Parchment, a substantially complete leaf, c.260×375mm, but the corners trimmed to allow mitering and one margin cropped to reduce the width to the required size, ruled in dry-point on the hair-side for two columns of 36 lines written above top line in a fine regular rounded late Caroline bookhand, with a rubric in red and an enlarged initial in red divided into two panels, foliated “cxlvj” in the middle of the upper margin.
The shape of the book that this leaf covered is clearly preserved; the very darkened spine still has one of two paper labels preserved, inscribed with a shelfmark “[…] 5. b | 29”, and rows of holes show where the cover was sewn to the boards. Unlike the vast majority of medieval manuscript leaves re-used as book covers (including those in this catalogue), the outer face is almost entirely blank: this cannot be due to fading or ordinary wear-and-tear, and shows that the binder have deliberately and carefully erased the text, probably with a pumice-stone or equivalent abrasive. He left the extreme outer corners legible, knowing that these turn-ins would be hidden when the book was closed (and might also be covered by pastedowns).
This elegant, clear, rounded Italian bookhand is clearly related to those of nos. 3 and 5 above. The ‘d’ is usually upright, ‘ę’ is used for ‘æ’, round ‘s’ is used only at the ends of words, double but not single ‘i’ is dotted, there is no kissing or fusing of adjacent rounded letters, and even double ‘p’ is well-spaced (e.g. “suppliciis”, col. 1, line 7 from the bottom), ‘f’ usually descends below other minims, and ‘r’ sometimes does, but not tall ‘s’, round ‘r’ appears after ‘o’.
Readings for the feast day of St Felicity and St Clement (both were venerated on 23 November):
“Respondit Vitalis Quis melius optat vivere … uiuit et regnat in secula seculorum. Amen. Incipit expositio Gregorii Tironensis ęcclesię liber miraculorum Clementis martiris. In diuinus uoluminibus refertur quod secretum regis abscondere bonum est … quam in scrutabilia sunt”.
The Felicity text is printed in Acta Sanctorum: Iulii, III (Paris & Rome, 1868), pp. 12(E)–13(A), and Flavia Salvatori, Il Gruppo agiografico di Felicita e i sette figli, thesis available online (Rome, 2008/09), pp. 135–36; it is followed by the start of Gregory of Tours’s Miracles of St Clement (printed by H.L. Gregory, Les livres des miracles et autres opuscules de Georges Florent Grégoire, évéque de Tours (Paris, 1857), pp. 407–08).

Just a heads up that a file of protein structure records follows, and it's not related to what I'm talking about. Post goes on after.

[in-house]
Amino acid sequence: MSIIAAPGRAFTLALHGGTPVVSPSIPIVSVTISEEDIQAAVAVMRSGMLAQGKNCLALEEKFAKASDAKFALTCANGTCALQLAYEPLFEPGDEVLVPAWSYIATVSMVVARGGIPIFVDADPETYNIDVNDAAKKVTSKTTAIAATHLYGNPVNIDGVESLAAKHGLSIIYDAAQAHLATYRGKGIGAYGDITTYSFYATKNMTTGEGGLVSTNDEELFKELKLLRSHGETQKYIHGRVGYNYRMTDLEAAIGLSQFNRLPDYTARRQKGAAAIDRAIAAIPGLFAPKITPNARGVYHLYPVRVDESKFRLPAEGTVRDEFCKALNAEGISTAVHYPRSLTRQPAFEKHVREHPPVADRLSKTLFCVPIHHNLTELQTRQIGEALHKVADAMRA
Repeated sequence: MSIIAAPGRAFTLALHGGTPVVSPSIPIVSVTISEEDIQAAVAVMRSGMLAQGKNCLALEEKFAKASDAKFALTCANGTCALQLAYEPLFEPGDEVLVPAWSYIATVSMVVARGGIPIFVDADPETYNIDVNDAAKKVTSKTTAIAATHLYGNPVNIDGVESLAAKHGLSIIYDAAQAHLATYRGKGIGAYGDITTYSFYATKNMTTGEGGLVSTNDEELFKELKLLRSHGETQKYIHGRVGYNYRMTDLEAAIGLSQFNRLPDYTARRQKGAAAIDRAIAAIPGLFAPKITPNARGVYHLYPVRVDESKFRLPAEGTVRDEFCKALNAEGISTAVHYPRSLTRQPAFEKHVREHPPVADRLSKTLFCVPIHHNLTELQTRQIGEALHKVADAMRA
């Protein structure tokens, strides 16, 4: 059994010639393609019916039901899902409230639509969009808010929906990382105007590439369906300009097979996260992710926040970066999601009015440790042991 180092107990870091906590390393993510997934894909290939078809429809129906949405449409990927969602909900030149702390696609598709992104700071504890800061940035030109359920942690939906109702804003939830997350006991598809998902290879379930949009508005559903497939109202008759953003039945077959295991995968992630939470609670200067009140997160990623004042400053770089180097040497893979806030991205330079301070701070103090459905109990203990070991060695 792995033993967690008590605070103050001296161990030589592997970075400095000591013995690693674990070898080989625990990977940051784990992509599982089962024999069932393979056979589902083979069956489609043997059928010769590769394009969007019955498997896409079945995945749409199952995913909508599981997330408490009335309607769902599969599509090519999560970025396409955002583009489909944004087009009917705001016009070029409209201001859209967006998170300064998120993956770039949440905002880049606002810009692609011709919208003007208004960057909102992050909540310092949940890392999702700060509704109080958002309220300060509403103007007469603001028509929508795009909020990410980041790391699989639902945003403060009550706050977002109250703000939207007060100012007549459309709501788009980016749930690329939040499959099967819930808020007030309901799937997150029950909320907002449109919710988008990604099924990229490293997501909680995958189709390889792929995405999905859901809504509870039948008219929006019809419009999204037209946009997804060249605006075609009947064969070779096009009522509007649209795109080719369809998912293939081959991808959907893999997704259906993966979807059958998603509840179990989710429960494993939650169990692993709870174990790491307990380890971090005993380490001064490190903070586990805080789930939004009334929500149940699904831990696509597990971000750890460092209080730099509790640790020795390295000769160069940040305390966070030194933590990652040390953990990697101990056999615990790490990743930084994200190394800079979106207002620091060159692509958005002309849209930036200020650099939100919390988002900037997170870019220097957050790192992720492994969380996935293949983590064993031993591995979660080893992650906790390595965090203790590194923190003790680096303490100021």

The few easily legible words on the other side do not seem to be a continuation of the more legible side, and thus the latter is probably the verso.
The six-line initial ‘I’ in red is very simple, but serves its purpose; it was executed by the scribe with a pen and ink, not an artist with brush and pigment, as shown by the very fine hairline stroke at the lower left, and the adjacent rubric which has the same colour and texture.
Readings from the lives of saints were part of the Divine Office at the hour of Matins on their feast-days. In the 12th century these texts were typically in separate volumes (as with the present leaf), but there is some ambiguity in the terminology used to describe such volumes: they are often called Martyrologies in modern publications, but this is misleading. Martyrologies (such as the famous one compiled by Usuard) contain only lists of saints for each day of the year, with minimal biographical information: this was read out daily in the chapter house of a monastery. Very different types of books were used for the reading of long narrative accounts of the lives and deaths of saints: according to medieval sources, the “Passionarius” (or Passionale) recorded the lives and deaths of martyrs, and the “Legendarius” (or Legendary) recorded the lives of saints who were not martyrs. These Divine Office readings were later incorporated into Breviaries